'The Sweetness of Water' and 'Moth' book reviews: A war has no victors

Two recent debut novels are powerful family dramas about war. Though set in two diverse parts 
of the world, both have one overarching message—that war, ultimately, has no winners.

Published: 17th October 2021 05:00 AM  |   Last Updated: 17th October 2021 12:18 AM   |  A+A-

Partition of India

After the Independence was announced, a mass migrants exodus was witnessed. (File Photo | EPS)

Express News Service

Longlisted for this year's Booker Prize and an Oprah's Book Club Pick for Summer 2021, Nathan Harris' The Sweetness of Water is set during America’s Civil War. It is a poignant story about two hardworking newly freed Black brothers, Landry and Prentiss, who begin working on George Walker's farm.

Walker and his wife, Isabelle, who believe that their son, Caleb, was killed in the war, begin to form a bond of trust with the brothers. Subsequently, the couple begins to face a lot of opposition and hostility from the townsfolk - residents from the nearby town of Old Ox.

Through various incidents, the book brings out instances of the stark racial discrimination that was rampant during this era. When Landry is brutally murdered, the perpetrator denies all allegations.

"And perhaps that was the great ill of the world, that those prone to evil were left untouched by guilt to a degree so vast that they might sleep through a storm, while better men, conscience-stained men, lay awake as though that very storm persisted unyieldingly in the furthest reaches of their soul," he says.

Prentiss is sent to a county jail, from where Caleb rescues him, and together the two flee to an unnamed Northern city. "The present thunders on while the past is a wound untended, unstitched, felt but never healed."

Closer home - old Delhi - is the setting for Melody Razak's recent book Moth, a touching story about a family living through India's Independence and the horrors of its resulting Partition. Tanisi and her husband are liberal Brahmin intellectuals - professors at a local university.

They have two young daughters - the 14-year-old soon-to-be-married Alma and her beloved younger sister Roop. It is early 1947, and India is on the threshold of its much-awaited freedom from the British rule. 

Simultaneously, however, visible divisions are also forming in society every passing day. Jobs are being advertised according to religion rather than skill. The atmosphere of tension is palpable, as minorities are being blatantly targeted and attacked.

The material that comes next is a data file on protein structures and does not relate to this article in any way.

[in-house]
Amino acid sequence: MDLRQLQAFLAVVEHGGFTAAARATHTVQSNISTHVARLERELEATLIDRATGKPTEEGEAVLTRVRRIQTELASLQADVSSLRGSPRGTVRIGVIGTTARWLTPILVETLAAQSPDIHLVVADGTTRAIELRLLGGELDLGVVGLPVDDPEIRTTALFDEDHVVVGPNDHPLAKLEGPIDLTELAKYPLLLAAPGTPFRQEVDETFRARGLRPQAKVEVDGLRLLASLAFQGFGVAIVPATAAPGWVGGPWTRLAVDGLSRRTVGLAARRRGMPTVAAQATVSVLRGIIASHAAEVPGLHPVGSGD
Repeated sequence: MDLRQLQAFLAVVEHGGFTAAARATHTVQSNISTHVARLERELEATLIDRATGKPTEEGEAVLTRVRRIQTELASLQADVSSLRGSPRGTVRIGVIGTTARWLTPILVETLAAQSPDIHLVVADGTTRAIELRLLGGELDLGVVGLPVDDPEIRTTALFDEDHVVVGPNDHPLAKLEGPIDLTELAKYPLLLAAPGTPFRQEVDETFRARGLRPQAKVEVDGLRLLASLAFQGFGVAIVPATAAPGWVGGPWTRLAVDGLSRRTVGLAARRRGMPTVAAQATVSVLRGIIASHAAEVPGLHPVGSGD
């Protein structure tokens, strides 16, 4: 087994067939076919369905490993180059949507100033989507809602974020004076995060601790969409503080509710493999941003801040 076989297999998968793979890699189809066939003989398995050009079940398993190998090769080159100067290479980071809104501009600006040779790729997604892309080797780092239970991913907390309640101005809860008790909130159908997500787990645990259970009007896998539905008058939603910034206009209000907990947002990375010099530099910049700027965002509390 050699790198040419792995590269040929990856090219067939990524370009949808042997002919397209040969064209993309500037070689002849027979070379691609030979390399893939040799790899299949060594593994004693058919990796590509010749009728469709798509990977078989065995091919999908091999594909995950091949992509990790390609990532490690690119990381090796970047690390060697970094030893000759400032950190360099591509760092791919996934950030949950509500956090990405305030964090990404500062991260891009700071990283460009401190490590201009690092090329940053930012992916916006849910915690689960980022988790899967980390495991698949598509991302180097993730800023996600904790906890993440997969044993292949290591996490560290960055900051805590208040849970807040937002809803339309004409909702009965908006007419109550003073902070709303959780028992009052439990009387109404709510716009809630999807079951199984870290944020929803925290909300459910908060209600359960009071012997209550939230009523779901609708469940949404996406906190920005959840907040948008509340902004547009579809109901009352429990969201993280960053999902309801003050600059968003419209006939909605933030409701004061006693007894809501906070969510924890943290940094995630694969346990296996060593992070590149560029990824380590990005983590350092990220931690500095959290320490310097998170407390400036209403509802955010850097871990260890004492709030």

Hindu-Muslim animosity is at its peak, and stories of terror, torture, rape, abductions and riots abound on both sides. In vengeful acts of violence, cows and pigs are being routinely slaughtered. Tanisi, who privately tutors Urdu poetry to two Muslim boys, is suspended from the university.

Moreover, the position of Muslim teachers at a predominantly Hindu faculty is on the edge, and it is unsafe to even keep Muslim servants. Though at the brink of independence, India is far from free of its many social evils - sati, child marriage, caste system and untouchability are prevalent, and widows are not allowed to remarry or have children.

Young unmarried girls are most vulnerable, and being used as easy targets on either side. Even during such a volatile time, purity and family name is all that matters, and women's lives seem to have little value.

Ninety-three Sikh women in the district of Rawalpindi die in a well - in the name of honour and morality - when their homes are raided by a Muslim mob from the surrounding Pathan areas. In retaliation, a group of hijab-wearing women are stripped naked and paraded through the streets of Amritsar; thereafter, they are gang-raped and their bodies set on fire.

When Alma's wedding is called off, it is decided that she will visit her aunt in Bombay along with a chaperone via a first-class train ticket the day after Independence Day. When she doesn't reach Bombay, it is found that her train was gutted, and all the people on it are either missing or killed.

The streets are full of dead bodies and beggars, and refugee camps sprout everywhere. "India was many complexities of tribe and dialect and ritual woven together, an inextricable fabric of pulsating life. How could anyone put borders on that?"

Rated as the Observer's 'Ten Debut Novelists' of 2021, the book spans about the course of a tumultuous year - from just before Independence to the year after - and the drastic changes that occur in the lives of ordinary citizens as the country’s political unrest takes new turns every day.

As part of the book's research, Razak pored through several history books, partition fiction, newspapers and compendiums of Indian folktales and myths. Most of all, this heartbreaking tale about resilience examines war through the innocent perspective of a child.

India Matters


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